Whiteville school board chairwoman gives up leadership role, but refuses to resign
Kandle Rogers has stepped down as chairwoman of the Whiteville City Schools Board of Education, but said she will not leave the board.
As NC Newsline previously reported, the embattled Rogers was found guilty of assaulting a government worker in late August. She also allegedly called the worker, who is Black, a racial slur.
“I come before you tonight humbled and embarrassed by the happenings of the last month,” Rogers said at the board’s Monday business meeting. “I am not here, however, to apologize for something I did not do.”
Several media outlets reported that city worker Nishawn Pridgen was placing traffic cones along a roadway during Hurricane Idalia’s flooding when Rogers approached a barricade, got out of her SUV and removed one of the cones to pass.
After Rogers returned to her SUV, Pridgen replaced the cone. That’s when Rogers became irate. She cursed Pridgen, threatened to have him arrested and scratched him when she grabbed his wrist.
Rogers was given a 60-day suspended sentence, instructed to perform 20 hours of community service and ordered to pay court costs. She has appealed the verdict.
The Columbus County NAACP (Whiteville is located in Columbus County) and the NAACP’s North Carolina State Conference have both called on Rogers to resign.
Curtis Hill, president of the Columbus County NAACP, told NC Newsline on Thursday that Rogers stepping down as board chairwoman doesn’t go far enough.
He noted that Rogers’ decision comes a month before the board elects new leaders.
“I don’t think that really solves the issue,” Hill said. “She’s still on the board and her term as chair would have ended in December, so really, what is that? That’s not enough for what she’s been convicted of.”
Hill says Rogers’ behavior is unbecoming of an elected officials, especially one who leads a school district.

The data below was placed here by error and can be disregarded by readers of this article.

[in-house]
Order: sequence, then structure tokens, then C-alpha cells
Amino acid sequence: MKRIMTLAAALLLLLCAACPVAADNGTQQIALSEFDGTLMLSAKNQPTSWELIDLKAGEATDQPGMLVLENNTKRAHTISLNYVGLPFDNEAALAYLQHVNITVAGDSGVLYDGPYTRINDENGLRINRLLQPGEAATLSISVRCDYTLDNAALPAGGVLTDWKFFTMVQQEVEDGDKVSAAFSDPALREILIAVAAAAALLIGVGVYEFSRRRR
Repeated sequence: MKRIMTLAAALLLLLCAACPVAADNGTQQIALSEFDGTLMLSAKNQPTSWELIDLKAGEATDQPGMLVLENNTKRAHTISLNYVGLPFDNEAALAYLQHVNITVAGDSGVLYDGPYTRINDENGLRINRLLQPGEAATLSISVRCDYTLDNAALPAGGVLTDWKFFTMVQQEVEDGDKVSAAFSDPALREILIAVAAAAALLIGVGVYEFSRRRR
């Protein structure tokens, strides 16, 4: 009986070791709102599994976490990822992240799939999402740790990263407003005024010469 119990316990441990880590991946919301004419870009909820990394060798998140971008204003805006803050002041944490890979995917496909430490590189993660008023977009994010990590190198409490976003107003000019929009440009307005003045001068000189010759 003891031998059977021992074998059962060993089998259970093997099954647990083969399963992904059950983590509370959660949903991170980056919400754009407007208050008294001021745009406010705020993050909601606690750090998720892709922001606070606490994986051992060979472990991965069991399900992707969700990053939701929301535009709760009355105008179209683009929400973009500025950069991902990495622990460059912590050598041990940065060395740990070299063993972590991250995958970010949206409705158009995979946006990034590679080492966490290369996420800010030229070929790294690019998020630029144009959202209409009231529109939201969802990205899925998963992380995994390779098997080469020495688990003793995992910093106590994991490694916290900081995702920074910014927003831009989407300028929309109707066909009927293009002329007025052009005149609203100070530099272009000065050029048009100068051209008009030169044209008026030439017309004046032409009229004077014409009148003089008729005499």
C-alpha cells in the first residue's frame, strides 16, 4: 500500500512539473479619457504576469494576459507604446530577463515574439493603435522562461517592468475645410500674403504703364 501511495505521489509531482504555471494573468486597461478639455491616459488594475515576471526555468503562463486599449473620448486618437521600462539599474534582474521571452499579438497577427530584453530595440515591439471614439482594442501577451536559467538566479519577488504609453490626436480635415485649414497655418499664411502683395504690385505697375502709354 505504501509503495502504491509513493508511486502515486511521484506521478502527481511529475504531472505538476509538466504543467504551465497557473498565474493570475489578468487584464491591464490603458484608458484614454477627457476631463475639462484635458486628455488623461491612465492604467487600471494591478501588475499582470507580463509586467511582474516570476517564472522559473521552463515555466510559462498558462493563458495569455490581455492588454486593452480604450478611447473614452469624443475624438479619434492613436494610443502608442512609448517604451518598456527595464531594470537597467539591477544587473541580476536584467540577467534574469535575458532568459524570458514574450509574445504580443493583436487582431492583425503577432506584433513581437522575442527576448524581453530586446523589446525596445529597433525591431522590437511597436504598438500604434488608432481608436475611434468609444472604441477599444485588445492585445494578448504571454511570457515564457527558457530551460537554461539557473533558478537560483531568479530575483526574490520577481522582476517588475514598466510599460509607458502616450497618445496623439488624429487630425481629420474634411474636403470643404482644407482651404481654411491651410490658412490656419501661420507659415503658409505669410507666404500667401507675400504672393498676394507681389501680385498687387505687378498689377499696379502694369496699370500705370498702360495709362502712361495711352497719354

“Elected officials are held to a higher standard, and the fact that she was grabbing an adult and using that kind of language, is unacceptable and against the social norms that we have as a community,” Hill said.
Located about 50 miles west of Wilmington, Whiteville City Schools is a small district of little more than 2,000 students. Most students — 52% — are Black and Hispanic. Thirty-eight percent of students are white.
“As a member of the school board, you should reflect the behavior that we expect folks to emulate every day,” Hill said. “That [Rogers’ behavior], is lowering the bar. We’re trying to heal the community and she’s going to act and behave in a manner that’s unbecoming of an elected official.”
Despite the racial composition of the schools and the fact that people of color make up a majority of Whiteville’s population, the city school district’s board has only one African American member and five white members.
Earlier this year, former Columbus County sheriff Jody Greene resigned after a recording was leaked of him making racist comments about his deputies. Greene was also accused of other abuses of power and misconduct.
“She [Rogers] could have used this as a learning opportunity and admitted that she was wrong,” Hill said. “But this defiant behavior and refusal to acknowledge she did anything wrong is totally unbecoming of an elected official.”